Copies have leaked of the major report on newspapers from the American Press Institute for last week's gathering of publishers in Chicago to discuss new economic models.
Publishers and other industry officials met to discuss ideas to strengthen the economic outlook for the newspaper business. In particular it is clear from the API document that a user-pay-for-content model is contemplated --- not as a solution, but as one of many concepts to put the industry on potentially more solid footing.
The pay-for-content model has many detractors, but it's evident from the document that the debate within the industry is moving in that direction.
The principles the document lays out include:
1. Establish a fair price for content and charge through micropayments, subscriptions or a hybrid model.
2. Take on piracy and what it considers unfair use.
3. Negotiate a better rate from the search engines.
4. Create an industry-wide news platform and take advantage of technology.
5. Focus on consumers, not on advertisers.
The document is a substantial exercise and does hold out salvation if the industry pursues the concepts. Rather, the five-point plan is a step forward.
It concludes with an extensive checklist and many of them are assertive about the need for quality journalism.
For those without the time to read the document, here is one of the stronger snippets of questions to ask:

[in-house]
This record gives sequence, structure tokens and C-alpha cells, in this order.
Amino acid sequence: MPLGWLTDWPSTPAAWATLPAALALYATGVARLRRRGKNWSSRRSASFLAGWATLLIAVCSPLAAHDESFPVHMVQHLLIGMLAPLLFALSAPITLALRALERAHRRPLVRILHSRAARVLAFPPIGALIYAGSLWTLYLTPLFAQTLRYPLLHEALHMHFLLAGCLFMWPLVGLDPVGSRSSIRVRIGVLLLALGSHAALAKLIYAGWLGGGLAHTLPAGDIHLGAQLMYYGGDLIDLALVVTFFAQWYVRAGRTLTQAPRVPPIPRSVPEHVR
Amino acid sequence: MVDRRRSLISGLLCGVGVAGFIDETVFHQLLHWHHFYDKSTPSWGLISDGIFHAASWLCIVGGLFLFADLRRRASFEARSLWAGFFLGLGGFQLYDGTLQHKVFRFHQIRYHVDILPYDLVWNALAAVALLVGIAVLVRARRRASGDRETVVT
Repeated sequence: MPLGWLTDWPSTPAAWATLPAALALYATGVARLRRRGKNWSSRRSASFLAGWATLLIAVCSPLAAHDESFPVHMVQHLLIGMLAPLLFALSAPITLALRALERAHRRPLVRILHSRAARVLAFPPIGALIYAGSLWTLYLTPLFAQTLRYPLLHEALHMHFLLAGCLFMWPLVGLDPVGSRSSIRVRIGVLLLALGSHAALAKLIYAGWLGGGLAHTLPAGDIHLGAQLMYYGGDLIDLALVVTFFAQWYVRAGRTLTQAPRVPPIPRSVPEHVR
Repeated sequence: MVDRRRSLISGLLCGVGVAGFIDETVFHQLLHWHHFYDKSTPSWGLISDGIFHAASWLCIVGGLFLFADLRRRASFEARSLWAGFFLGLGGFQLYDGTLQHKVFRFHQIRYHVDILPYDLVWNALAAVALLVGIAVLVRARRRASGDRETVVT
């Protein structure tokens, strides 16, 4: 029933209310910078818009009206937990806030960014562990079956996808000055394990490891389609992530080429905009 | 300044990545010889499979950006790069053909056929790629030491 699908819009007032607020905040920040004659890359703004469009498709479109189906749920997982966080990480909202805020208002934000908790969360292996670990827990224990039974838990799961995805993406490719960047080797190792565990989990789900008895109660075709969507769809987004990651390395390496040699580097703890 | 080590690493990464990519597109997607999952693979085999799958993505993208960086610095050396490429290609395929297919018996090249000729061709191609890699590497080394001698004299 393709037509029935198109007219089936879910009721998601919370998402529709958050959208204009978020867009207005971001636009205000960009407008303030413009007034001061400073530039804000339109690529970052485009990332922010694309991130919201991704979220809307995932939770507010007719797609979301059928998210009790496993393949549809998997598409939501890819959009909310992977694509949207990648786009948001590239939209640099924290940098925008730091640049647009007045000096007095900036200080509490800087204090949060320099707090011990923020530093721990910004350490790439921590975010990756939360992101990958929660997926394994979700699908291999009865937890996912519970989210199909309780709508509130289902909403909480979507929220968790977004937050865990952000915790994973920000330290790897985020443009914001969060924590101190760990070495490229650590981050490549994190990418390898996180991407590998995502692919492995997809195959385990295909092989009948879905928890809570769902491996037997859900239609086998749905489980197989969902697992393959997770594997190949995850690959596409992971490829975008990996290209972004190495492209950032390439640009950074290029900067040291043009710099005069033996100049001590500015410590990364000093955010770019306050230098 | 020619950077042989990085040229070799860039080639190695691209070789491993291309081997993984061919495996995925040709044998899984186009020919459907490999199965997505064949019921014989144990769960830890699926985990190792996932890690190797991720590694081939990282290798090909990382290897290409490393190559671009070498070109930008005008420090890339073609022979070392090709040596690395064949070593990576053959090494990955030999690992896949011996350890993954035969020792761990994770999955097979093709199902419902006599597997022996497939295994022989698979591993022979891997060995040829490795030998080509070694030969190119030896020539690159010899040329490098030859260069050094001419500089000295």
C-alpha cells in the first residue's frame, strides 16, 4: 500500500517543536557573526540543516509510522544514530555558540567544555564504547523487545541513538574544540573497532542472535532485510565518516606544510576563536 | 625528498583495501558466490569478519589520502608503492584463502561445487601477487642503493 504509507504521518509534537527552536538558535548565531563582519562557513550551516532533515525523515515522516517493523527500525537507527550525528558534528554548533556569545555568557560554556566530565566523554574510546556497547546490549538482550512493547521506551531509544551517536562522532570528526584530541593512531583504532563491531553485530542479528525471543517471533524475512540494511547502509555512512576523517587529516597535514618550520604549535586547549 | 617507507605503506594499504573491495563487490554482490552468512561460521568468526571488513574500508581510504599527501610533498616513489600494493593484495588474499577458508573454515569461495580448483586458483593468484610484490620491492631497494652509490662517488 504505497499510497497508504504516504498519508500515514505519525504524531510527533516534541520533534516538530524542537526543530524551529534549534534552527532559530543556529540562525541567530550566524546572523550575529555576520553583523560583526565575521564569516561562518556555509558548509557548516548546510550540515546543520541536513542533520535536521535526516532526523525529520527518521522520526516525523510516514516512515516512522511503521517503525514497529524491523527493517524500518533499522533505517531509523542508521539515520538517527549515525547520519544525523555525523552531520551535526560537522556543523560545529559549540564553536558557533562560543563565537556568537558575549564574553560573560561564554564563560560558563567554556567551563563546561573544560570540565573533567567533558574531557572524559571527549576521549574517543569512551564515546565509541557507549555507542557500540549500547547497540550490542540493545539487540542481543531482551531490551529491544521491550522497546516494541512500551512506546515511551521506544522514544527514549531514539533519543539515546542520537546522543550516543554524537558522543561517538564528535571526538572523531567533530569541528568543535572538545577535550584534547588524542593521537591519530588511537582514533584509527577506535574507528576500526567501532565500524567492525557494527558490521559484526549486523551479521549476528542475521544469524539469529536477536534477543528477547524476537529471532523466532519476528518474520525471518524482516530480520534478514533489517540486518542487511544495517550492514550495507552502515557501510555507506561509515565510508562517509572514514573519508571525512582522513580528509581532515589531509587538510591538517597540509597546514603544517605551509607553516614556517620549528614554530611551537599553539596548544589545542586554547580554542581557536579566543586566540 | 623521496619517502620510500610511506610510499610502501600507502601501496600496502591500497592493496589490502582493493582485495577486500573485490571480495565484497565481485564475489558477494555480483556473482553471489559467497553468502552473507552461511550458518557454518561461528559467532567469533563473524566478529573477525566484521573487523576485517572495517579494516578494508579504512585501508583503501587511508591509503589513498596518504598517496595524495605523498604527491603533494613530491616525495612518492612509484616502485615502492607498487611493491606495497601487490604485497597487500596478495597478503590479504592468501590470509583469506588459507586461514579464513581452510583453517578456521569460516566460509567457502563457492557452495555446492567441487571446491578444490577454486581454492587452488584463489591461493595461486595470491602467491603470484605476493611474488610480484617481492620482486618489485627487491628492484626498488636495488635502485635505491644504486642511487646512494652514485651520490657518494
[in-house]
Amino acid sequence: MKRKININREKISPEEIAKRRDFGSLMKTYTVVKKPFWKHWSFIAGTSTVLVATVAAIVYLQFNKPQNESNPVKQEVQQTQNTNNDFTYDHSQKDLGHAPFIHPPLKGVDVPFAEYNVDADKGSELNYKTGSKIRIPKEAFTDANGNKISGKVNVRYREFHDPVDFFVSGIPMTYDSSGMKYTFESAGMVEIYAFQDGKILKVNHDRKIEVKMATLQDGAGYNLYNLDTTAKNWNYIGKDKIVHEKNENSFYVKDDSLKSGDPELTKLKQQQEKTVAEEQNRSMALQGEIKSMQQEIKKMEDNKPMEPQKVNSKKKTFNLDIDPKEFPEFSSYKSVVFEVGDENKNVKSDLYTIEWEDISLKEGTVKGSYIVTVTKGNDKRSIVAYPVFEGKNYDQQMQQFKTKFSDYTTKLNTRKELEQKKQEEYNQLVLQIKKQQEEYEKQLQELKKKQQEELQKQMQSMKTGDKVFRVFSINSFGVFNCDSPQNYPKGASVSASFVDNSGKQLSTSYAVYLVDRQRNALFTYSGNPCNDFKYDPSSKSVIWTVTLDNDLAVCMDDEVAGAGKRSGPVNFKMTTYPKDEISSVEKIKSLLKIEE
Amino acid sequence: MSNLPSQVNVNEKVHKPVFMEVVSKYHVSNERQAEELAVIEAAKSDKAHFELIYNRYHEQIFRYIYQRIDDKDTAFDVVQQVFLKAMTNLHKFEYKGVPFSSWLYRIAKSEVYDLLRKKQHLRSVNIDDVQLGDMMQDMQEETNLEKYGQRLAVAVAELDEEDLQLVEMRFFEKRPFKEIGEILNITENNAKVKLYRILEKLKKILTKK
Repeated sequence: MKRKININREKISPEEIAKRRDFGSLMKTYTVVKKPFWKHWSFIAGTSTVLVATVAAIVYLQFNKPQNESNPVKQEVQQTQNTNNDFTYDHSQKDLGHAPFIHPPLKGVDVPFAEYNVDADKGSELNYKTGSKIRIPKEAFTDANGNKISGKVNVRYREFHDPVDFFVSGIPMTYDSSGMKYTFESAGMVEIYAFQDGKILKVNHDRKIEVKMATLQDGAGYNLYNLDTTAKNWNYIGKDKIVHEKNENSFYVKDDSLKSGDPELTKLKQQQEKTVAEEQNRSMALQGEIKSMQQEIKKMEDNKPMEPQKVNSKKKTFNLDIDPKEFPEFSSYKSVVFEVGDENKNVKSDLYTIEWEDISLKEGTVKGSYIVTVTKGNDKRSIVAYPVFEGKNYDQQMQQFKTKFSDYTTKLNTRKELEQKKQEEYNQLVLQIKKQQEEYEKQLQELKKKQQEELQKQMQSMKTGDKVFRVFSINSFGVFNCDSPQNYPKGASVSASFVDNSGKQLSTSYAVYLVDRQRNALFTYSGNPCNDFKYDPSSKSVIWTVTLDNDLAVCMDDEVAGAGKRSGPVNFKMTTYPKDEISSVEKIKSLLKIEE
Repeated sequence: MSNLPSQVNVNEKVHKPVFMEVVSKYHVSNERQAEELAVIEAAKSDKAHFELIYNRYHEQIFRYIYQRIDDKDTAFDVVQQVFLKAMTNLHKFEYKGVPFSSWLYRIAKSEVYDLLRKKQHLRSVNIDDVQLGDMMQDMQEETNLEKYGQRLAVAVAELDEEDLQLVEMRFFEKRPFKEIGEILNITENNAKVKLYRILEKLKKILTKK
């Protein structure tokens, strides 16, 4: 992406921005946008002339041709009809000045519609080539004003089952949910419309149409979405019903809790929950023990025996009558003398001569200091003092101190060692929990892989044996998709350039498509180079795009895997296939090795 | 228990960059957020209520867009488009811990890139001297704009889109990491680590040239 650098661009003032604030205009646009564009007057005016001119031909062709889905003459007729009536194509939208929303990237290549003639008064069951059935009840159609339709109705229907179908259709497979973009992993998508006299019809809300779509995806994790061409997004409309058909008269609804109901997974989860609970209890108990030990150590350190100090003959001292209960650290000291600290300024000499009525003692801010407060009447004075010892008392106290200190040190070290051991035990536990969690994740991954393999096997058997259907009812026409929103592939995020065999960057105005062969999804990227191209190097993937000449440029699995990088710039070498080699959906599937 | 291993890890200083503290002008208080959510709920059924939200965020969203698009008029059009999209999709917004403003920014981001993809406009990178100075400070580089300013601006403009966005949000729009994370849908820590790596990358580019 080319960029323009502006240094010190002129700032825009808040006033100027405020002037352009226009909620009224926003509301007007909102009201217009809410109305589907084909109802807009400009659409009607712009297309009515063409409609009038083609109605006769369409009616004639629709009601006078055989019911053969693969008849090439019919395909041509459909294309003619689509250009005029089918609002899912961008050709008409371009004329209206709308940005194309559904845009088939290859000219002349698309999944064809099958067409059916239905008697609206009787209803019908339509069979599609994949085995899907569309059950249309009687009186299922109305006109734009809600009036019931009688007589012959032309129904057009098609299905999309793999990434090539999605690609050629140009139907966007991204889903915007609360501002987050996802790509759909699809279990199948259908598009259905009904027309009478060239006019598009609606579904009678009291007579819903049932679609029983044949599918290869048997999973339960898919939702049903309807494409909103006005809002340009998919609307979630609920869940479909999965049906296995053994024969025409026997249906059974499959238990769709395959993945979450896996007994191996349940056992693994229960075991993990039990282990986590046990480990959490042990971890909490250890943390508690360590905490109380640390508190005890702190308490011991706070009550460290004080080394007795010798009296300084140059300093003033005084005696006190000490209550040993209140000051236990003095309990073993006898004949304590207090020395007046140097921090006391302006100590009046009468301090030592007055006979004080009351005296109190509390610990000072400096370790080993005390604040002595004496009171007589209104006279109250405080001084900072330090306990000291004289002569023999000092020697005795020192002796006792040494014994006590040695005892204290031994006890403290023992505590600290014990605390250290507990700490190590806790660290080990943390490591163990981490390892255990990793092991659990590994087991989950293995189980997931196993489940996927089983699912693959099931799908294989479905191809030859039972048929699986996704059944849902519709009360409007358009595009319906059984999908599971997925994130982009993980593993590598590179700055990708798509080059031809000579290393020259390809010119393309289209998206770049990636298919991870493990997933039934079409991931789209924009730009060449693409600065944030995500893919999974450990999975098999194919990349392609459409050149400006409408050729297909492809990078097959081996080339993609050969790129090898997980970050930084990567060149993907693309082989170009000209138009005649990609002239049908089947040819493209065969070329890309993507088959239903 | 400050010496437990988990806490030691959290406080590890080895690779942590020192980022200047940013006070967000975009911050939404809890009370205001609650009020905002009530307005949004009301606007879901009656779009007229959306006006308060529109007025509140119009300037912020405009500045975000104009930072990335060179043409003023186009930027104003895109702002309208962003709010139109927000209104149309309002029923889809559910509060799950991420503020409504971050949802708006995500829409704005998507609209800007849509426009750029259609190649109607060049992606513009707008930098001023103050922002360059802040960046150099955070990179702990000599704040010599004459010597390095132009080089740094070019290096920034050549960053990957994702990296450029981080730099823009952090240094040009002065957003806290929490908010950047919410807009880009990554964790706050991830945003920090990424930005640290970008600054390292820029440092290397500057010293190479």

"VALUATE THE WORTH OF CONTENT OBJECTIVELY. Ask the right questions:
I VALUE: Is there enough value in original content to be monetized?
I VOLUME: With downsized newsrooms, is there enough local or unique content to com-
mand a fee?
I BREADTH: Is there the breadth of content to simultaneously support a paid premium
content model, while maintaining enough free pages to harvest the advertising bene-
fits of the open model?
I SCALE: Is there enough scale to make paid content work? How many visitors come to
your Web site more than three times a week?
I ABUNDANCE: There are thousands of sources of information on the Internet, and a lot
of it is free. What makes your content distinctive, valuable and unique?
I UNIQUENESS: Is original content deep enough, comprehensive enough, expert enough,
or complex enough to command a premium price?"